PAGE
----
Who wants to slap, or get slapped by Max Landis?
Best known for his work on Chronicle (2012) and his take on the Death and Return of Superman, writer Max Landis is one of the many talented faces in the world using YouTube to provoke thought. In his latest video, The Slap, Landis delves in to an aspect of the human experience generally shied away from… except by Game of Thrones.
While The Slap may appear to be little more than a spoof of the recent film/commercial First Kiss, which featured strangers engaging in the seemingly intimate act of a first kiss, Landis explains on his website Max Landis Writes, that it is far more than that.
“The Kiss video is beautiful, but it doesn’t ask a big question. The “question” of the video seems to be “Do you want to kiss a sexy person who conforms to your preestablished sexual interests?” The answer, I would assume for most everyone, is “yes, I would like that very much, that sounds like it would get me all horned up.” “
So Landis took it upon himself to try to ask and answer those bigger questions. In his view, most people with a strong sense of self would be willing to make out with a total stranger, so what can be learned by changing the variables. Landis decided that in lieu of experimenting with human sexuality he would take on violence. But what makes violence violent?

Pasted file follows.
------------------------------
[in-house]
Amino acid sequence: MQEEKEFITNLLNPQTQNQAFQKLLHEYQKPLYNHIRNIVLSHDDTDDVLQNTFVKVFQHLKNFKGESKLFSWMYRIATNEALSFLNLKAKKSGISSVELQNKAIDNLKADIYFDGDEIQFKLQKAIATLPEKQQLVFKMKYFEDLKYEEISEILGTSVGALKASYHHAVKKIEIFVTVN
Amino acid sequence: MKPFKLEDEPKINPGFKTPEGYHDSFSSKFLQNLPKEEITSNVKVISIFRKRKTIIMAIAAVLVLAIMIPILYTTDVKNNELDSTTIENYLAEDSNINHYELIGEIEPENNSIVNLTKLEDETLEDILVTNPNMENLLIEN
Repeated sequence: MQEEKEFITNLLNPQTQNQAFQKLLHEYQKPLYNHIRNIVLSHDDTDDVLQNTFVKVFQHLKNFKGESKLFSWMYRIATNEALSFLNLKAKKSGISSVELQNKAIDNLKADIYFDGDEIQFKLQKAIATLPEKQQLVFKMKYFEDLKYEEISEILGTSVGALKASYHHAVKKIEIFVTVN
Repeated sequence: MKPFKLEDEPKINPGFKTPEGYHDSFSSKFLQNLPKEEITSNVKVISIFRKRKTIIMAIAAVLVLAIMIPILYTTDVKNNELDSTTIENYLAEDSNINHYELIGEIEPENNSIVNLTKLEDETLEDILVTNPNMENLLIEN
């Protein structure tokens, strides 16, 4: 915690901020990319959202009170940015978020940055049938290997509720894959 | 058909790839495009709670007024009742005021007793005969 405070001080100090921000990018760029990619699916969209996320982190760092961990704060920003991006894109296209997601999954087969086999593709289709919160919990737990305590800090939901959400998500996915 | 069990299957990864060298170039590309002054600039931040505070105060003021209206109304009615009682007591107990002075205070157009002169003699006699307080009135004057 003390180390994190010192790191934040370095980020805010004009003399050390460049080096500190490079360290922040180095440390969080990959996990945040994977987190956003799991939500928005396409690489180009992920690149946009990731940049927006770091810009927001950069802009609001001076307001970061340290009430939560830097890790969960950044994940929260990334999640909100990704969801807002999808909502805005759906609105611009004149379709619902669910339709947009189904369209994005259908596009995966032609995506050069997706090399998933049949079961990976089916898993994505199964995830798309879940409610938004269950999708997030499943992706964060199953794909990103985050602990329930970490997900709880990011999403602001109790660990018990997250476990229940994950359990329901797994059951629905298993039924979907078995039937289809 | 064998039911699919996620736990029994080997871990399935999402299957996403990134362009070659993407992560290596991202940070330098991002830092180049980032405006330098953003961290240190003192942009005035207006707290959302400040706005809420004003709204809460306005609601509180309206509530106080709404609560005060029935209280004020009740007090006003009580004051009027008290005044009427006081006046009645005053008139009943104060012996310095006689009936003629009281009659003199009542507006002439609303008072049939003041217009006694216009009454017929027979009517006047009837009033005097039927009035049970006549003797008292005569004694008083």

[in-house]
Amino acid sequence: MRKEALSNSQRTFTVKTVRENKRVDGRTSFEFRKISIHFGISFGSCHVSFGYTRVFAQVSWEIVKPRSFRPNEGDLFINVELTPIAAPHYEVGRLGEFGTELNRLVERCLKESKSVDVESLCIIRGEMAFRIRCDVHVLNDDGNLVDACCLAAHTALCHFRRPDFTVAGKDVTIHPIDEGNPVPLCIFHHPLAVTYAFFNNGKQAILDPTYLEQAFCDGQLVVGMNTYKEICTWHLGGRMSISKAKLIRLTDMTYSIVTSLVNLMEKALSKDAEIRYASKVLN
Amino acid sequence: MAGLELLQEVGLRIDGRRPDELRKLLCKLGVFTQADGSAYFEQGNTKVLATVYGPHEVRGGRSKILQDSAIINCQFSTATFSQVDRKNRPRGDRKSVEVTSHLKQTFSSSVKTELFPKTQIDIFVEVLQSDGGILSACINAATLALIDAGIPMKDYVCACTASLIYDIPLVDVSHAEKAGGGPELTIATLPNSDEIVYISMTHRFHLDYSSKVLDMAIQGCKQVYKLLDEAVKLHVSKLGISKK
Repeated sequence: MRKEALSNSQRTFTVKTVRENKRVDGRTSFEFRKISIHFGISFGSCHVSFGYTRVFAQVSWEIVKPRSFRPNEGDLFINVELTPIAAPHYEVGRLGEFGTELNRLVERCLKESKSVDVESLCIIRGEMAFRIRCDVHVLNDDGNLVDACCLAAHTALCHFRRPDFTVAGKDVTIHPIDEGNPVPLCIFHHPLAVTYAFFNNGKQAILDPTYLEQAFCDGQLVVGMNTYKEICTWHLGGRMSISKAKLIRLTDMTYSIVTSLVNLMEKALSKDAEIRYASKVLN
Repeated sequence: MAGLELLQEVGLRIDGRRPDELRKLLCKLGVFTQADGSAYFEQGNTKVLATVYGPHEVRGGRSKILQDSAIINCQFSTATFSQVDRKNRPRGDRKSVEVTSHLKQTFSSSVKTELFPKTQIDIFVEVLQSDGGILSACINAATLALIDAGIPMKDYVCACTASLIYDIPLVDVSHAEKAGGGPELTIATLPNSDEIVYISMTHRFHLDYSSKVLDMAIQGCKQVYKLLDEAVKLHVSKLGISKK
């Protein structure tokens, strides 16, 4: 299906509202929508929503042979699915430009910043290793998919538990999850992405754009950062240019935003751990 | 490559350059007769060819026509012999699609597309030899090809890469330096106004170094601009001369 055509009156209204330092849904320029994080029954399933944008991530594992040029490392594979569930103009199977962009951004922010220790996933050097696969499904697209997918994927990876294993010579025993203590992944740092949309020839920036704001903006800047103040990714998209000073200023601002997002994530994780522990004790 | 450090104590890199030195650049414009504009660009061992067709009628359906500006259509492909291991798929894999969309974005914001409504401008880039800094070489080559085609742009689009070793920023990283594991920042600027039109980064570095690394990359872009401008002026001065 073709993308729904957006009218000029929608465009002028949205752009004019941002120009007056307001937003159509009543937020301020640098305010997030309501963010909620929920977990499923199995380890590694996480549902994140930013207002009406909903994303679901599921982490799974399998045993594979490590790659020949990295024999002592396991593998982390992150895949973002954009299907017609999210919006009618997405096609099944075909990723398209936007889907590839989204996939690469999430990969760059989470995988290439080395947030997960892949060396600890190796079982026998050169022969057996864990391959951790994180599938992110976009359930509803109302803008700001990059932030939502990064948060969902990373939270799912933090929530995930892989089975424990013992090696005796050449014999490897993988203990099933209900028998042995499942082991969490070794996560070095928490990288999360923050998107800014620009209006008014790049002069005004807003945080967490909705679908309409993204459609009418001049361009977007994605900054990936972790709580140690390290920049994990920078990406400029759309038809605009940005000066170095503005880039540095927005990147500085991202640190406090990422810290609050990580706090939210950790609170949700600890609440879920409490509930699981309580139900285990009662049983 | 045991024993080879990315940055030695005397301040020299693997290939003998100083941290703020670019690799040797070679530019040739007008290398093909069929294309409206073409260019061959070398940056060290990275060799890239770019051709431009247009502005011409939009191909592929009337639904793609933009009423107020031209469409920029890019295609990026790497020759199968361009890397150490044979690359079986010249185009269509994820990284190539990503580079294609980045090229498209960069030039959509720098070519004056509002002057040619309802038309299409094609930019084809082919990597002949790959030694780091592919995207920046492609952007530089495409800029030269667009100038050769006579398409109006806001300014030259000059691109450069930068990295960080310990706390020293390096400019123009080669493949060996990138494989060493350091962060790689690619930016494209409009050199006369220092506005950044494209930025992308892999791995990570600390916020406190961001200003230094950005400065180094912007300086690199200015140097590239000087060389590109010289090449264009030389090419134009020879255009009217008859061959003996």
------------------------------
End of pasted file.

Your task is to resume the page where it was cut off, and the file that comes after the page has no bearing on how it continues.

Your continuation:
“It’s really just a label, isn’t it, if you let your mind go to a dark place. I decided to define violence as “non-consensual physical interference;” wordy I know, but it lent itself to a wider idea.”
That wider idea was removing the “non- consensual” part of the equation. What would happen if people willingly engaged in the violent act of slapping?
“Granted, it’s just a stupid internet video, but what isn’t, these days? I had a theory: if we let people slap each other, most of them, after the initial hit, will start testing each other and themselves, playing with their own boundaries. Maybe not every time, but some times. Most times. The theory was: people will want to do it more than once. The theory was: in this bizarre scenario, a slap won’t be a slap. It’ll become a different type of physical exchange.”
After watching the video it is evident that Landis was, indeed, correct in his theories. Once the slap ice was broken, the participants appear to turn the situation into a game. It becomes a sort of hot hands for the face. Allowing another person to inflict pain on you, especially a total stranger, does feel rather more intimate than a kiss. By its nature a kiss is gentle, where as a slap could be anything from a slight tapping of the fingers to a floor kissing wallop. Standing open faced for an incoming slap is a level of trust most people reserve for those closest to them and Landis’ approach to the subject is at once revealing and surprisingly enjoyable.
While First Kiss has its merits, The Slap touches on some of our darker fears, that we will be victims of violence and that each of us has it in them to perpetrate violence.
Visit Max Landis Writes for more of Landis’ musings.